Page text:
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Thursday, July 29, 2021

Explained: The $26 billion opioid crisis deal that pharma firms have struck in US

If the deal gets formal approval, lawsuits will be dropped against three drug distributors – McKesson Corp, Cardinal Health Inc and AmerisourceBergen Corp – and the manufacturer Johnson & Johnson.

By: Explained Desk | New Delhi |
Updated: July 23, 2021 9:59:45 am
If the deal gets formal approval from states and thousands of local municipalities, lawsuits will be dropped against the three drug distributors – McKesson Corp, Cardinal Health Inc and AmerisourceBergen Corp. (AP Photos)

Three of America’s biggest drug distributors and one manufacturer on Wednesday agreed with a group of state attorneys general to reach a settlement worth $26 billion for their alleged role in fueling the country’s deadly opioid epidemic, which has killed lakhs of people over the decades.

If the deal gets formal approval from states and thousands of local municipalities, lawsuits will be dropped against the three drug distributors – McKesson Corp, Cardinal Health Inc and AmerisourceBergen Corp– who will pay up around $21 billion combined, and the manufacturer Johnson & Johnson $5 billion.

The framework under this settlement will allow billions of dollars to start flowing directly into communities to bear the steep costs of addiction treatment, family support, education and other social programs.

America’s opioid crisis

The US is currently going through an opioid overdose epidemic, with over 130 people dying each day from opioid-related drug overdoses.

The misuse and addiction to opioids, including prescription pain relievers, heroin, and synthetic opioids such as fentanyl, has caused a national health crisis that has affected public health as well as social and economic welfare, according to the National Institute on Drug Use (NIDU).

Since 2000, prescription opioids, heroin and fentanyl have been linked to the death of over 5 lakh Americans. In 2017, an estimated 1.7 million people suffered from substance use disorders related to prescription opioid pain relievers, and 652,000 suffered from a heroin use disorder (not mutually exclusive), according to NIDU. That year, former President Donald Trump declared the opioid crisis a “national emergency”.

In 2020, overdose deaths from the crisis crossed 93,000, a record high that was partly driven by isolation and discontinuation of services during the Covid pandemic.

As per the Centers for Disease Control and Prevention (CDC), the misuse of prescription opioids alone is estimated to cost the US $78.5 billion each year, including the costs of healthcare, lost productivity, addiction treatment, and criminal justice involvement.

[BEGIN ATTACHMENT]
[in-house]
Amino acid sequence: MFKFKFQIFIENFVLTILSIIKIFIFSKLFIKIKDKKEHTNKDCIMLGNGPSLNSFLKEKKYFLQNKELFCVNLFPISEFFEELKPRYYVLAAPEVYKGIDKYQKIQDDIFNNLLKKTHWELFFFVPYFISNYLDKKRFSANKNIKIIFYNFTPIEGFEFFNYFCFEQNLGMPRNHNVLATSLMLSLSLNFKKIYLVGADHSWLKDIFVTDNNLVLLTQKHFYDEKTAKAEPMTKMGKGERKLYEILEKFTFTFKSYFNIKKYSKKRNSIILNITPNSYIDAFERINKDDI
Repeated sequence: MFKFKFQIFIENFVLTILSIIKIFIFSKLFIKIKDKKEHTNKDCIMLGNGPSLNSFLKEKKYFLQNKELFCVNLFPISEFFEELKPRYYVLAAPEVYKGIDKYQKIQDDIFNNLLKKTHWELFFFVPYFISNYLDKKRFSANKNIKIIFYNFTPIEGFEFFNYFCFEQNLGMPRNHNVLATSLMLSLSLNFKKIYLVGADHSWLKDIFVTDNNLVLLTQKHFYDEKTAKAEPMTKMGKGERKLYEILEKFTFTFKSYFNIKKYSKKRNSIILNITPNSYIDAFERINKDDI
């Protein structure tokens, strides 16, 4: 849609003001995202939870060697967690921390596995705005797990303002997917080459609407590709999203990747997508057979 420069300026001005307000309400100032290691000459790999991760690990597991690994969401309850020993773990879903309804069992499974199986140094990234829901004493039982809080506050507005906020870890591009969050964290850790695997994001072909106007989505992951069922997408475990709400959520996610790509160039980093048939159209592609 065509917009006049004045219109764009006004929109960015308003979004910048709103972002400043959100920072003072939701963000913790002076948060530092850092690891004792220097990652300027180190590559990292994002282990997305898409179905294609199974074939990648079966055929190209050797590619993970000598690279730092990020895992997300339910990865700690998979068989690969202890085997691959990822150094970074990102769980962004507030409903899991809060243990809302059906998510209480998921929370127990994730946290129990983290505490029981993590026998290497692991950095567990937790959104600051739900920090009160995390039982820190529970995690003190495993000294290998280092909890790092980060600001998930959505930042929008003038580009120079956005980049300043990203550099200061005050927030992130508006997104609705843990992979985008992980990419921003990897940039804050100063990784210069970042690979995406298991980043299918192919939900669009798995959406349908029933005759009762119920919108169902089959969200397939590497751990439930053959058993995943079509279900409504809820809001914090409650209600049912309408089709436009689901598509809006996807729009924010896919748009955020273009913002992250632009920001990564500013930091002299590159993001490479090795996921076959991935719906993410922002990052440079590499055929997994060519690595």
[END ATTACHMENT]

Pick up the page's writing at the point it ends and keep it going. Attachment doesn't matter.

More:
The crisis began in the late 1990s, when pharmaceutical companies in the country aggressively marketed prescription opioid painkillers, while reassuring doctors that their patients would not get addicted to them. As rates of prescription soared, so did the diversion and misuse of drugs, making it clear that they were highly addictive.

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What the $26 billion settlement does

The three distributors who are part of the deal were accused of ignoring for two decades the limits on prescription drug shipments as pharmacies across the US kept ordering the medicines in massive quantities. The manufacturer Johnson & Johnson is blamed for downplaying the addictive effects of their products to doctors and patients.

The three distributors said in a joint statement, “While the companies strongly dispute the allegations made in these lawsuits, they believe the proposed settlement agreement and settlement process it establishes are important steps toward achieving broad resolution of governmental opioid claims and delivering meaningful relief to communities across the United States.”

The Wednesday deal, worth $26 billion, will now go to states and their municipalities, which have 30 days to deliberate the offers and decide how much money each would receive under the settlement. For the agreement to be finalised, a high majority of states would have to be in favour. As per a New York Times report, over $2 billion of the $26 billion deal would end up going to cover the legal costs of the opioid litigation. Once finalised, the pharma companies will be able to walk away from the lawsuits.

Over the next 18 years, the money will go to governments to cover the costs of prevention, treatment, medicines, education and other opioid-related problems, and will not be used to compensate families of victims of the epidemic.

According to the NYT report, apart from the $26 billion settlement with the four giants, there are many negotiations still underway between other pharma players and governments. Put together, the total value of opioid crisis related settlements is expected to touch almost $33 billion.

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